I’ll admit it, Darvish’s neck thing has me a little jittery. While he’s thus far avoided any arm injuries to speak of, his gigantic workload at a young age may just be contributing to some chronic aches and pains that are a part of the package for fantasy owners. He misses a couple starts here and there, and he gives back last year’s control gains, struggles with the homerun ball…all of a sudden the door is open for a new sheriff to walk into town. And even despite Houston management’s bizarre decision to relegate him to the bullpen out of the gate, walk into town Brad Peacock shall. Boy were his last eight starts after returning to the rotation last year pretty to watch. Peacock’s always been a guy who’s needed an adjustment period at each level, and between that career norm and the knockout slider he flashed down the stretch there’s every reason to dream big on this guy. While befuddled by Astro brass’ decision to waste him in the bullpen initially, I’m buying a full-on breakout that forces a quick about-face. I think he claims a rotation spot by the first week of May at the latest, racks up 165 innings at a whiff-per, 16 of the luckiest Wins you’ve ever seen, an ERA in the mid-3’s, and a WHIP that checks in at 1.21. That’s a decent #3 line in a 12-team league, and it’ll be enough to narrowly edge out Darvish for the sheriff’s star.
10. Grady Sizemore will log over 435 plate appearances
That’s how many he’s had over the past four seasons combined. Dare to dream, kids. Reach for the stars and so forth.
11. Brett Lawrie will enter 2015 as a post-post-post-hype sleeper after failing to break out again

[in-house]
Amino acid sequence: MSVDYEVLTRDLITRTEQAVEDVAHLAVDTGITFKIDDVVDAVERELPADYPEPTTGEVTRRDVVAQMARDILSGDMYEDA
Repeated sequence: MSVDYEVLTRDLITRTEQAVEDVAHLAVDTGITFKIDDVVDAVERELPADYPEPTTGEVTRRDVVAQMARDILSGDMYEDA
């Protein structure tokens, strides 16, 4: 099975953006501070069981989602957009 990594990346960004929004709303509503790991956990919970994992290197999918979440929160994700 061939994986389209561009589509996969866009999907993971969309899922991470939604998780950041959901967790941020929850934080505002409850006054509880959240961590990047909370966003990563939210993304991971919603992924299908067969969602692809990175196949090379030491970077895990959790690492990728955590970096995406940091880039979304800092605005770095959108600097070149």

Not my boldest prediction perhaps, but I’m including it because frankly I’ve owned him in my primary league for three years now and I’m angling for a reverse jinx on this one. Since nothing else seems to be working, might as well give it a shot, right? As Lawrie’s breathtaking 2011 debut falls farther and farther into the hazy past, it’s worth reminding ourselves that his skillset has not shown any kind of positive trend lines since that fabled small sample of glory. About half of the at-bats in which he puts a ball in play end with that ball skipping along the turf, which is a groundball figure way too high for a player with his skillset and power projection. His walk rate sits south of seven percent in the majors with no signs of improvement, and his stolen base efficiency is dreadful. He also plays just the kind of balls-to-the-wall style that has produced four DL stints and several nagging day-to-day ailments in just the two and a half years since his debut. I’ll say we see more of the same this year and a final line of .263/11/49/42/7 over 464 plate appearances. But on the bright side, he’ll still only be 25 in 2015!